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Copyright: Basic Facts for Teaching

The following are some fairly common copyright scenarios.

 1. You want to show a DVD in class, but the library doesn’t own a copy. You rent the DVD at Blockbuster. Are you allowed to show this in class?

  • Yes, a rented copy is a legal, legitimate copy, and may be shown in the classroom.

2. You are teaching the same class online, and want your students to watch the same DVD. Are you permitted to digitize and stream this film and make it available in Canvas? 

  • No. The TEACH act permits the digitizing and streaming of “limited and reasonable” portions of “dramatic literary or musical works”. Any feature or educational film will fall into this category.

3. You just had an article you wrote appear in a peer reviewed journal. To enhance your vita, you decide to post a pdf of the article on your personal webpage. May you do so?

  • It depends upon the contract you signed with the publisher of the article. If the contract permits you to post a pdf on a public site, then you may do so. You may be permitted to post a pre-print of the article, or no version at all. You need to negotiate the contracts you sign with publishers to make sure you have the rights you need to use your work in any manner you choose.

4. You want to use a number of slides in your online class. You digitize the images and make them all available to your students through Canvas. Is this permitted? 

  • Yes. TEACH permits the digitization and display of images in the same amount that would be used in the face-to-face context, as long as the content is provided only to students in the class via a protected web site.

5. You are teaching a course that consists of screening a number of DVDs for your students. As a service to the rest of your campus community, you decide to advertise these screenings and open them up. Is this permitted? You do not plan to charge admission—does this change your answer?

  • No. Section 110 of the copyright law allows the screening of entire films, as long as they are legitimate copies, but only to students registered for a class. Inviting others from the wider community makes this a public performance, and requires permission. Charging admission is not an issue.

6. The textbook you use for your course is very expensive, and you use only half of it anyway. You decide to scan and make five of the ten chapters available to your students through Canvas. Is this permitted?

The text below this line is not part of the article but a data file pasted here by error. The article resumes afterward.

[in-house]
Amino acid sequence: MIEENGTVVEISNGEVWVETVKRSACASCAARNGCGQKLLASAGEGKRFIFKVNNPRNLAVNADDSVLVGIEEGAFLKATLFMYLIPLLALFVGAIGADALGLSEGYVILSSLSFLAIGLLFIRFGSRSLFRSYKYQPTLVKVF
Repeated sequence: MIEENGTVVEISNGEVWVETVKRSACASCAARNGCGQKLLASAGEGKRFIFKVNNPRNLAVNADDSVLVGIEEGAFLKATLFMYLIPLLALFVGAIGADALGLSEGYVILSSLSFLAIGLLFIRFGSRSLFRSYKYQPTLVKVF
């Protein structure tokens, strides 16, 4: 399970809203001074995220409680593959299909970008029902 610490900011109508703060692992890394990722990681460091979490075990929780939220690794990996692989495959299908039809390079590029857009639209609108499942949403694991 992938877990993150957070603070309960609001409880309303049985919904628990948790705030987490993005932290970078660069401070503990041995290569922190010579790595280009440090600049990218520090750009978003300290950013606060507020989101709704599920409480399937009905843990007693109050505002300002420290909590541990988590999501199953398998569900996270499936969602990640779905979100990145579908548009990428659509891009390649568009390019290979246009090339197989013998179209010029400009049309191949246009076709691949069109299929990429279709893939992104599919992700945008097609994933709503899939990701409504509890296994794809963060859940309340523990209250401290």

• You would conduct a fair use analysis, and would most likely come up with the answer No. Even though this use is for educational, non-profit use, you are copying a substantial proportion of the work, and you are affecting the income of the copyright holder, who would have made money from the sale of the textbooks.

7. The New York Times had a highly relevant article appear. You photocopy the article and hand out copies to your students. May you do so?

  • Yes. Fair use permits the photocopying and distribution of an article to students in a class. Because you don’t want to kill trees, you choose to scan the article and send it out via email to your students so they can read it before class. Is this o.k.? Maybe. If you actually decide to scan the article and post it on Canvas, you would have a better fair use argument, because you would not be distributing it beyond those who are registered for the class, and thus are not having as great an impact on the market value of the work. If you decide to use the same article the next semester, you can  send out a link to the article through the libraries’ subscription database. Is this permissible? Linking to any library resource is not only permissible, it is highly encouraged.

8. One of your students wrote a terrific paper—so good that you would like to use it as an example for next semester’s students. May you scan and post the paper on your Cavas site?

  • Not without the student’s permission. They own the copyright to their own papers, even if they did write it in response to an assignment. You may not reuse their work without their permission.

9. You are the faculty advisor for the French club. Your club members decide they would like to watch Amelie as part of their next meeting. You meet in the student union. May you screen the film without permission?

  • No. This would be considered a public performance, because the screening is in a publicly accessible place and open to anyone.
  • The same French club meets in your home, and they want to watch Amelie. Does the location change anything related to copyright and permissions for screening? The location makes all the difference in this case. Watching a video in a private home is considered home use, and thus no permission is needed.

10. You are going to be attending a conference and will have to miss a class session. The students have been working really hard on group projects, so you decide to give them a break and show them a movie just for fun. Is this permitted?

  • No. The law permits viewing of whole films in the classroom, but the content must be of relevance to the material being taught. So, showing Free Willy just for fun is a violation of copyright, but showing it in conjunction with a unit on whales may not be.

11. You would like your students to review a number of film clips from the same film for your next class. How many film clips can you use? How long can they be?

  • There is no right answer to this. Fair use permits the reproduction of copyrighted works after an analysis of the four factors. You would need to conduct a fair use analysis and come to your own conclusion. But, you are not permitted to circumvent copy protection on a DVD in order to obtain the clips. If you do not have access to a DVD without copy protection, you would have to digitize clips from an analog VHS tape. 


 This guide is for informational purposes only.

 It should not be used in place of the advice of legal counsel.